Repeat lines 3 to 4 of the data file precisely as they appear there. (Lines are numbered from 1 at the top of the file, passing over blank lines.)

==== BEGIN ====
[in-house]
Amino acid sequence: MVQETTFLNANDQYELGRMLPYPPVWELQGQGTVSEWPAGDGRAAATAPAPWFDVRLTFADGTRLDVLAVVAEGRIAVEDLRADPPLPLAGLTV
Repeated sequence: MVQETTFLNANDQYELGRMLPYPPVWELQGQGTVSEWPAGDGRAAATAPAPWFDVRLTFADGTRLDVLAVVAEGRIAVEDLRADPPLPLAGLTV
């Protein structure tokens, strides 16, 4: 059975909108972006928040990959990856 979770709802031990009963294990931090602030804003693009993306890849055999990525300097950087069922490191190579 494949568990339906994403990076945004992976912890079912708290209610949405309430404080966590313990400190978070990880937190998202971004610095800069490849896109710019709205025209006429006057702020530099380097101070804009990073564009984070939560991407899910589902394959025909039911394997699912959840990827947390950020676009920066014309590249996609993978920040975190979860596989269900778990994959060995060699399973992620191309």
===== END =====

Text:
Repeated sequence: MVQETTFLNANDQYELGRMLPYPPVWELQGQGTVSEWPAGDGRAAATAPAPWFDVRLTFADGTRLDVLAVVAEGRIAVEDLRADPPLPLAGLTV
């Protein structure tokens, strides 16, 4: 059975909108972006928040990959990856 979770709802031990009963294990931090602030804003693009993306890849055999990525300097950087069922490191190579 494949568990339906994403990076945004992976912890079912708290209610949405309430404080966590313990400190978070990880937190998202971004610095800069490849896109710019709205025209006429006057702020530099380097101070804009990073564009984070939560991407899910589902394959025909039911394997699912959840990827947390950020676009920066014309590249996609993978920040975190979860596989269900778990994959060995060699399973992620191309």